send it to a friend in the US who could forward it me.
Unfortunately it managed to get caught up with my friend
moving back to the UK, his girlfriend putting stuff into
storage & moving house.
I received an email today to say it had been found. I
nearly fell off my chair with delight. It will be swimming
over the big pond soon to join some other alligators in
the corkscrew swamp.
What's your most desirable, most unique or maybe just your
favourite corkscrew?

Favourite Corkscrews
December 3rd 2009
Captain Scott's Corkscrew

Captain Robert Falcon Scott (6 June 1868 – 29 March 1912)
was an English naval officer & later an intrepid explorer who
led two expeditions to the Antarctic regions. The second being
the ill-fated Tera Nova expedition where having reached the
South Pole on 17th January 1912, Captain Scott & his four
comrades all perished on the return journey from a
combination of exhaustion, hunger and extreme cold.

Scott's base camp for the second expedition which ran from
1910-1912 was Cape Evans, Ross Island. The camp being
named after Scott's second in command on the expedition
Lieutenant Edward Evans.

The New Zealand Antarctic heritage trust have recently been
conserving the artifacts left behind at the base camp by
Captain Scott & his team when they journeyed to the South

Amongst the artifacts, two corkscrews have been discovered,
simple horn handled direct pulls with spikes.
: Restoring one of the two horn handled direct pull corkscrews
found at Scott's base camp. Did the design remind Scott of an ice pick?

Right, top: Captain Robert Falcon Scott.
Middle: The final push to the pole, the five ill-fated explorers...Scott,
Edward Wilson, H. R. Bowers, Lawrence Oates and Edgar Evans.
Bottom: A view inside Scott's base camp, Cape Evan, Ross Island.
Decemeber 8th 2009

Just been checking out a few sold listings on ebay.
Found something rather tasty that sold for nothing
back in September.

I've recreated the actual scenario across. See how
quickly you can find it & hit the BIN button.

The buy it now was floating around in cyberspace for
50 minutes before it was snapped up by a UK
*RARE, RARE, l@@k, RARE Black boy
Bottle corkscrew
Lever corkscrew Set
Victorian old vine handled corkscrew
Cheeky Victorian style man corkscrew
diamante eyes
Three vintage corkscrews
~Georgian mechanical corkscrew believed
Very rare Crusty clown corkscrew opener
Early English Thomkinson winder cork screw
December 9th 2009
French Tire-bouchon a cage

It was my final trip of 2009 to the Kempton
antique fair yesterday. I soon met Peter
Carr, a well known corkscrew dealer who
immediately asked why I stopped bidding
when I did on the French cage (Blog Nov
19th), about the sixth person to say just
that. I shrugged my shoulders, came up
with a lame reason & went on my way. In
truth I'd wished that I'd pushed somewhat
harder, but that's easy to say after the

After 20 minutes of fruitless hunting I
bumped into another familiar face, a
Portobello dealer. I asked the normal
question, found anything? No, but he'd
been shown a French cage, dead right, but
he wasn't sure if there was a profit in it. I
asked where, he said where, I ran off,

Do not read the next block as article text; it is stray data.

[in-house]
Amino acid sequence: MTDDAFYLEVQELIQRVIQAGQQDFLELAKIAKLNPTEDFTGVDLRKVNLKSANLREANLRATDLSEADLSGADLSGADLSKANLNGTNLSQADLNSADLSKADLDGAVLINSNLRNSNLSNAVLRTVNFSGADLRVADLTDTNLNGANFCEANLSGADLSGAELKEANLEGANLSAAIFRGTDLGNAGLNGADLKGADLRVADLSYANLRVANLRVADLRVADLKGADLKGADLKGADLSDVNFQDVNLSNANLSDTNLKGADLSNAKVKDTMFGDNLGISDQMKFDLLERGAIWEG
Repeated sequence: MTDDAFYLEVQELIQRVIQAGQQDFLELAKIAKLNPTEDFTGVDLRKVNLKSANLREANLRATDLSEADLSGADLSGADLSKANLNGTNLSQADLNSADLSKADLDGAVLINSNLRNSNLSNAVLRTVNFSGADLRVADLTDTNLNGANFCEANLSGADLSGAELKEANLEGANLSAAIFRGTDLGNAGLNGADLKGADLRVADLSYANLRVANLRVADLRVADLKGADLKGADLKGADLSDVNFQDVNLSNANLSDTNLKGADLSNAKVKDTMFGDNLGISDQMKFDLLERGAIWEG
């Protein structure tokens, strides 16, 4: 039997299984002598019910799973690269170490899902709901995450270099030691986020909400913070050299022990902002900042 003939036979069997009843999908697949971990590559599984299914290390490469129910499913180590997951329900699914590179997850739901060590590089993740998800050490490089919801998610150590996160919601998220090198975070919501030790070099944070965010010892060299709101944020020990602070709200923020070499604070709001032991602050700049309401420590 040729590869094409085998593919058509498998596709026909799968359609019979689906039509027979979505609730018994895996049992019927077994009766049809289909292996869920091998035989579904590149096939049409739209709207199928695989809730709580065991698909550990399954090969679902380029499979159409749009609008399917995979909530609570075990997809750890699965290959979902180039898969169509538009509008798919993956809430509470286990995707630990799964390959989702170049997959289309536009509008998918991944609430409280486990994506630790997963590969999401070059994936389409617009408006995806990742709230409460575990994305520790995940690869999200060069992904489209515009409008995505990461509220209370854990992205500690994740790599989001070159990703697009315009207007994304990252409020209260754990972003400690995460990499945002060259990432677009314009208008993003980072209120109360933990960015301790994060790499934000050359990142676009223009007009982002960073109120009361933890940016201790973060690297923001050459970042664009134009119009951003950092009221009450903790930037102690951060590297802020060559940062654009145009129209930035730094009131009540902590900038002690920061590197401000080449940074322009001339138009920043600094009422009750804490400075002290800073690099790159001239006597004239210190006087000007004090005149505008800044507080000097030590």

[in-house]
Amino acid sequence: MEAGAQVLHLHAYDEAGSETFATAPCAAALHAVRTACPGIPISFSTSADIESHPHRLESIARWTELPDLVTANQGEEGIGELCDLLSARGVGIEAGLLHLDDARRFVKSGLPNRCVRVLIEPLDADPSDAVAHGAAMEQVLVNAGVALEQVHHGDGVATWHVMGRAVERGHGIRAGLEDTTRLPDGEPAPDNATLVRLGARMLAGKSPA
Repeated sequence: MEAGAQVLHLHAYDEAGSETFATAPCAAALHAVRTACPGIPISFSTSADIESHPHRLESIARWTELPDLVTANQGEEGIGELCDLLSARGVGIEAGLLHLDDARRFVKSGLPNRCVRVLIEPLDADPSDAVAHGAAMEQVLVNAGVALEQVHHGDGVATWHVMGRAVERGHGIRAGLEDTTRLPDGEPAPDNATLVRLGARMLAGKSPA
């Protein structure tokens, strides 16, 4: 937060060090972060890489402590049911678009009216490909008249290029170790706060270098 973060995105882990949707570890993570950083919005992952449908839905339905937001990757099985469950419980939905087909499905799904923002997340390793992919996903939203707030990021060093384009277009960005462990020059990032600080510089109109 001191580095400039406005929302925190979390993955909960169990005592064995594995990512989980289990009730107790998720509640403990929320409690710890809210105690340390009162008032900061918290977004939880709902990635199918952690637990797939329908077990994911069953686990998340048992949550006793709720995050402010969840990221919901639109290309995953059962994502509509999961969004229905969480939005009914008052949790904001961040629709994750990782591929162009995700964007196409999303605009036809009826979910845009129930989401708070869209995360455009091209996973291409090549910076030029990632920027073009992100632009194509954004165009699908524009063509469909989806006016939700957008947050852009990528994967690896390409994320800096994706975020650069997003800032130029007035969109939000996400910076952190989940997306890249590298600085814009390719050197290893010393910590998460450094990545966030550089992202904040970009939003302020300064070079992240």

found dealer, asked the dealer to see it,
examined closely, haggled hard with
dealer, a fair deal was done.

How about that! Funny thing is, if it wasn't
for me & this other dealer bidding it would
of sold at auction for next to nothing.

Being a collector of English corkscrews I'm
not sure what I'm going to do with it. Keep
it, trade it, sell it? I'm really not sure. I'll give
it some thought though.

What I can say is, it is a stunning corkscrew
of museum quality, in uncleaned condition
& I'm delighted to of taken the second
chance opportunity.
Decemeber 31st 2009
Happy New Year!

Nothing much to report over the last couple of
weeks. My corkscrew radar has been pretty much
turned off for the Christmas & New year festivities.
I even managed to avoid eBay for 3 days - so I'm
well & truly detoxed for the start of the corkscrew
hunt in twenty ten.

We had an amazing snow fall just before
Christmas. Ruth captured it beautifully in photos +
1 of Reg in his Christmas hat.

I wish you all good health, happiness & some
great corkscrew finds in 2010!
Peter Borrett
BEST SIX for 2009
~A tribute to the Reverend~

In 1795 The Rev. Samuel Henshall from Oxford, England was the first to patent a
Corkscrew. His idea was to incorporate a button between the shank & the worm. Its
purpose was to compress and turn the cork once the worm was fully inserted, thus
breaking any bond that might exist between cork and bottle.

Henshall's improvement to the simple direct pull corkscrew was no doubt a winner. His
design was produced well into the 20th century in a vast array of different styles.

My best six for 2009 shows some interesting variants of Henshall's design.
~from left to right & top to bottom~
1. Stunning large early Henshall type corkscrew with a fabulous ebonised handle,
faceted shank leading to a cyphered wire helix.
2. An unusual Henshall type corkscrew with a folding foil cutter.
3. A very nice Henshall type corkscrew with a large foil cutter & dusting brush.
4. A Henshall type corkscrew with an extra large button carrying advertising for Hedges
& Butler Wine Merchants.
5. The real deal! An original Henshall corkscrew, inscribed around the button
6. Another large early Henshall type corkscrew with a ebonised handle. This one has a
super bulbous shank leading to a revolving button which is serrated on both sides.
Corkscrew Central corkscrews for sale
Is asking for a buy it
now fair game?

The vote ended with a
landslide victory to the Buy It
Now hunters.

10 Yes
1 No